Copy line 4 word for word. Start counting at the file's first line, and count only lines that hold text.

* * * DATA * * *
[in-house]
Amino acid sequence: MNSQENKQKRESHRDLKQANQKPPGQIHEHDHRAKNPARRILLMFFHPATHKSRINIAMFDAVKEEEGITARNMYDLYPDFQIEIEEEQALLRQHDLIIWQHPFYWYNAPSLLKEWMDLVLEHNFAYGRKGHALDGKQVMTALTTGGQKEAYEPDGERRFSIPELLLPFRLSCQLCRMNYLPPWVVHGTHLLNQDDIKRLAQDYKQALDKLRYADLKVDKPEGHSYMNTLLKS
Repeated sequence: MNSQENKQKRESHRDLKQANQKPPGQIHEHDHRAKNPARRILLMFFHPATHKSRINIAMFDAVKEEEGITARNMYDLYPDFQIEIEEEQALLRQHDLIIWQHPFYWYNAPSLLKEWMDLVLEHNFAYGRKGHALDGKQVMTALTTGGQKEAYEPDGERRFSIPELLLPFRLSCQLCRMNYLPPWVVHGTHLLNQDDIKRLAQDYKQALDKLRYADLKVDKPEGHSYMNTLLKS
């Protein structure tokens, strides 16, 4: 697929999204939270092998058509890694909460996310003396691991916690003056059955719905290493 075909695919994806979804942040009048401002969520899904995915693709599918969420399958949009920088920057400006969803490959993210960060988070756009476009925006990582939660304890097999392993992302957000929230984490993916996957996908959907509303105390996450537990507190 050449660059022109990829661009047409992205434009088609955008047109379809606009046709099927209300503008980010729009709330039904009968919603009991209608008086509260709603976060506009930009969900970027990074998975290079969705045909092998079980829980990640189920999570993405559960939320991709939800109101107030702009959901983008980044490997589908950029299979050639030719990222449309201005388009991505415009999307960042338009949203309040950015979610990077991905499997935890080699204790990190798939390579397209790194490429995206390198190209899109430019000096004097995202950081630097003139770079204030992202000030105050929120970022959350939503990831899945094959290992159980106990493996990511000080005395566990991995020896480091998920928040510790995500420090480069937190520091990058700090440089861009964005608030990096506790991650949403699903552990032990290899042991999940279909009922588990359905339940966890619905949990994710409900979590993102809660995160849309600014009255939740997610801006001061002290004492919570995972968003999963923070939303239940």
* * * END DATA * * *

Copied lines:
């Protein structure tokens, strides 16, 4: 697929999204939270092998058509890694909460996310003396691991916690003056059955719905290493 075909695919994806979804942040009048401002969520899904995915693709599918969420399958949009920088920057400006969803490959993210960060988070756009476009925006990582939660304890097999392993992302957000929230984490993916996957996908959907509303105390996450537990507190 050449660059022109990829661009047409992205434009088609955008047109379809606009046709099927209300503008980010729009709330039904009968919603009991209608008086509260709603976060506009930009969900970027990074998975290079969705045909092998079980829980990640189920999570993405559960939320991709939800109101107030702009959901983008980044490997589908950029299979050639030719990222449309201005388009991505415009999307960042338009949203309040950015979610990077991905499997935890080699204790990190798939390579397209790194490429995206390198190209899109430019000096004097995202950081630097003139770079204030992202000030105050929120970022959350939503990831899945094959290992159980106990493996990511000080005395566990991995020896480091998920928040510790995500420090480069937190520091990058700090440089861009964005608030990096506790991650949403699903552990032990290899042991999940279909009922588990359905339940966890619905949990994710409900979590993102809660995160849309600014009255939740997610801006001061002290004492919570995972968003999963923070939303239940």